The know-it-all kid in the class may be annoying but behave that way because they want to be thought of as clever or useful. The negative kid who does nothing but criticise, might behave that way because that’s the commentary they get at home so it’s become their default. The teacher favours the perfect pupil because they make her look good and her life easy. The beautiful, popular kid behaves the way she does, because in her experience, she is praised because of the way she looks, regardless of how she behaves.
If you’re not sure what you’re supposed to be doing with your life, how about thinking about how you can help? What you’re good at, what you’re interested in and what role you tend to play in the groups you’re part of, but most importantly, how you can bring people together to get things done while giving them what they want.
If you include the know-it-all (because they’re motivated to get things done), the negative kid (because they’ll quickly work out the flaws in your otherwise great plan), the perfect pupil (because then you might get the teachers support) and the popular kid (because then your idea will gain popularity with everyone) with the aim of everyone getting something out of it and not necessarily you getting to be the hero of the piece, then that’s the kind of thinking that we need in the future. A social future based on information needs us all to be smarter about what makes us and other people do the things they do.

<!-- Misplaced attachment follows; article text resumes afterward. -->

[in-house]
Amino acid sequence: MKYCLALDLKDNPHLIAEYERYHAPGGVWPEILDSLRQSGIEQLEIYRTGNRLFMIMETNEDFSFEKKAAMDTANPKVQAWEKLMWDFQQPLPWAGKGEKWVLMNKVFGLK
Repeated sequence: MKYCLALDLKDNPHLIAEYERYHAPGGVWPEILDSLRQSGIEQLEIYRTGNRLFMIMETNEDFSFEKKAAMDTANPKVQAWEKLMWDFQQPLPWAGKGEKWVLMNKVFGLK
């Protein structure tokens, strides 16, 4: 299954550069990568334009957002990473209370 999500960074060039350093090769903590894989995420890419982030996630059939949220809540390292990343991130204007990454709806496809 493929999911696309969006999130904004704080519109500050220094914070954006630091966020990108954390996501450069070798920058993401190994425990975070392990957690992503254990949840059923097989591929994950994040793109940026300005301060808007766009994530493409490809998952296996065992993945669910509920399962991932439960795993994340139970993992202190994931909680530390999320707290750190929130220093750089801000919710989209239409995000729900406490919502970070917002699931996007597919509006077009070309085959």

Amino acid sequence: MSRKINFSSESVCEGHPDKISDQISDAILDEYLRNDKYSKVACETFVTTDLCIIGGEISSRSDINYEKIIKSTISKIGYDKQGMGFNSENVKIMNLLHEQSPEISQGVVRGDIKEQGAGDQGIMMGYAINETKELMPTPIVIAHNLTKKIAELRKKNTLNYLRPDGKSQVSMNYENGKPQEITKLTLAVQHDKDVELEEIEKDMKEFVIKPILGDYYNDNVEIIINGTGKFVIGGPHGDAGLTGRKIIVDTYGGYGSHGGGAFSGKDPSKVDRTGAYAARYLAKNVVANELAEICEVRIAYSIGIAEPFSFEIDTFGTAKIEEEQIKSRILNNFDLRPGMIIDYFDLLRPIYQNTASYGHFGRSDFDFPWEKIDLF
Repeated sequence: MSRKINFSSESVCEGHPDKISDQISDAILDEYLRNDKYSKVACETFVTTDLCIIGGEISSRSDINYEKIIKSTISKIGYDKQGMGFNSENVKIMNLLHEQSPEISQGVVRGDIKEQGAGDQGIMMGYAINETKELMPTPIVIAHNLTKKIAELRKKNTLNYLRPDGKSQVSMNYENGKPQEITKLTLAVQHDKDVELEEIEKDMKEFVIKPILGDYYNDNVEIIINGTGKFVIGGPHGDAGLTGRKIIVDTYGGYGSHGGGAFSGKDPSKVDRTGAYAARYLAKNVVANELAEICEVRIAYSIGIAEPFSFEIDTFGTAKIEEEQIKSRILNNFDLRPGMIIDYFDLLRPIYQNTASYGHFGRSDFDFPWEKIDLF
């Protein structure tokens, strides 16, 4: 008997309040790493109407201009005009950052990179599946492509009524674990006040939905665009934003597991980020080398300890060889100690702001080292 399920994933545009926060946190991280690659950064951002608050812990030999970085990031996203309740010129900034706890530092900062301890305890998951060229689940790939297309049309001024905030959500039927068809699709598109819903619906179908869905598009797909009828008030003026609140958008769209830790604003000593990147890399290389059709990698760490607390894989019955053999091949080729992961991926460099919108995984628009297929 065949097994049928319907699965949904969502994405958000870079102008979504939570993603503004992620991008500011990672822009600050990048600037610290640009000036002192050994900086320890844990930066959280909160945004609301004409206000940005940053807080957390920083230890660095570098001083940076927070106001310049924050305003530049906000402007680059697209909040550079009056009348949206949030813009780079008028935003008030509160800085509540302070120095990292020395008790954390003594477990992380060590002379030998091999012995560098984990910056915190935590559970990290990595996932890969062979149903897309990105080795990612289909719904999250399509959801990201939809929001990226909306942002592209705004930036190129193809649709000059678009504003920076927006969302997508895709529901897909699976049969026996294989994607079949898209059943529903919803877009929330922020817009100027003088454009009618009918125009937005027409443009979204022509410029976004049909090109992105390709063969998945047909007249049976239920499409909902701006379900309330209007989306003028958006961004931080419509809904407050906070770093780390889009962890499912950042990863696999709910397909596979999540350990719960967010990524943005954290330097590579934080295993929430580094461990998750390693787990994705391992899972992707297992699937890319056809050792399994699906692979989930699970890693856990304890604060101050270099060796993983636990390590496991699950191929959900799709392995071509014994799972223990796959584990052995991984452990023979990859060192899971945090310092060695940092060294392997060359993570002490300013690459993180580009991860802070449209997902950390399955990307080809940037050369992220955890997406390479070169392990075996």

I’d encourage you to think about the position you play (type of person you are) and the challenges that people like you face. Working out how you can help is one of the most effective ways of finding connection, feeling useful and finding your place. I’d encourage you to reach out to others in those groups in whatever ways feel comfortable or possible or to start with, even just imagining what that could look like for you. Success in a social context isn’t about personal achievement, it’s about collaboration and imagining something that makes people feel good about themselves and able to connect with each other.
Mark Zuckerberg didn’t start Facebook as a platform for everyone to be able to admire how fantastic he was (unlike almost every Instagram influencer I’ve come across) he turned it into something useful that would help people fulfil an undeniable need of connecting people with each other in lots of different ways. He may have originally done it to see if he could or to test out an idea, but he was probably encouraged at every step, by the way it was embraced by everyone who used it.